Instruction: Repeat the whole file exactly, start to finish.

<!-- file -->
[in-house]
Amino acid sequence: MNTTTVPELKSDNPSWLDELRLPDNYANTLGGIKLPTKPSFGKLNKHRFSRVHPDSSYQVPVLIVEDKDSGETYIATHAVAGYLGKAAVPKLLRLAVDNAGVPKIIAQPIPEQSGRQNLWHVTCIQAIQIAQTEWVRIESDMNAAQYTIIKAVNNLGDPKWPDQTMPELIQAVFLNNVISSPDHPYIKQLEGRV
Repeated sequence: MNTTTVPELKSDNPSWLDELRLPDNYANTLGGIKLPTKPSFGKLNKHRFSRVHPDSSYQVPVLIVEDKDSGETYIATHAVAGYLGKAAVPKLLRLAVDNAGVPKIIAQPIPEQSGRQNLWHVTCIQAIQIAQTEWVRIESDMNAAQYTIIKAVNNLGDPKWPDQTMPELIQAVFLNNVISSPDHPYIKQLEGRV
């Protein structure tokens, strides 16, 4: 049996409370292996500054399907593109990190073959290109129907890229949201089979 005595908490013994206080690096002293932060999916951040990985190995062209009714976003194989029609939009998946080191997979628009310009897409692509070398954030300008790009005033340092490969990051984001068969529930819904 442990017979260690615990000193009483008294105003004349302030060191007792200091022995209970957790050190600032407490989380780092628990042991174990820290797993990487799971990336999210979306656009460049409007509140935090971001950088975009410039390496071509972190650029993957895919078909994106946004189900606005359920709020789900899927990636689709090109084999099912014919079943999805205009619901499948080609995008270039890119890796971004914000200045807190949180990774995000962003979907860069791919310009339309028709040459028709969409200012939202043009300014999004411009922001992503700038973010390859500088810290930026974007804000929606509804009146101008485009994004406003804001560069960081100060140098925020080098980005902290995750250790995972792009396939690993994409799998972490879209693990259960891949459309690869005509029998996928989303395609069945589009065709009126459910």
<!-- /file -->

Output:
[in-house]
Amino acid sequence: MNTTTVPELKSDNPSWLDELRLPDNYANTLGGIKLPTKPSFGKLNKHRFSRVHPDSSYQVPVLIVEDKDSGETYIATHAVAGYLGKAAVPKLLRLAVDNAGVPKIIAQPIPEQSGRQNLWHVTCIQAIQIAQTEWVRIESDMNAAQYTIIKAVNNLGDPKWPDQTMPELIQAVFLNNVISSPDHPYIKQLEGRV
Repeated sequence: MNTTTVPELKSDNPSWLDELRLPDNYANTLGGIKLPTKPSFGKLNKHRFSRVHPDSSYQVPVLIVEDKDSGETYIATHAVAGYLGKAAVPKLLRLAVDNAGVPKIIAQPIPEQSGRQNLWHVTCIQAIQIAQTEWVRIESDMNAAQYTIIKAVNNLGDPKWPDQTMPELIQAVFLNNVISSPDHPYIKQLEGRV
């Protein structure tokens, strides 16, 4: 049996409370292996500054399907593109990190073959290109129907890229949201089979 005595908490013994206080690096002293932060999916951040990985190995062209009714976003194989029609939009998946080191997979628009310009897409692509070398954030300008790009005033340092490969990051984001068969529930819904 442990017979260690615990000193009483008294105003004349302030060191007792200091022995209970957790050190600032407490989380780092628990042991174990820290797993990487799971990336999210979306656009460049409007509140935090971001950088975009410039390496071509972190650029993957895919078909994106946004189900606005359920709020789900899927990636689709090109084999099912014919079943999805205009619901499948080609995008270039890119890796971004914000200045807190949180990774995000962003979907860069791919310009339309028709040459028709969409200012939202043009300014999004411009922001992503700038973010390859500088810290930026974007804000929606509804009146101008485009994004406003804001560069960081100060140098925020080098980005902290995750250790995972792009396939690993994409799998972490879209693990259960891949459309690869005509029998996928989303395609069945589009065709009126459910």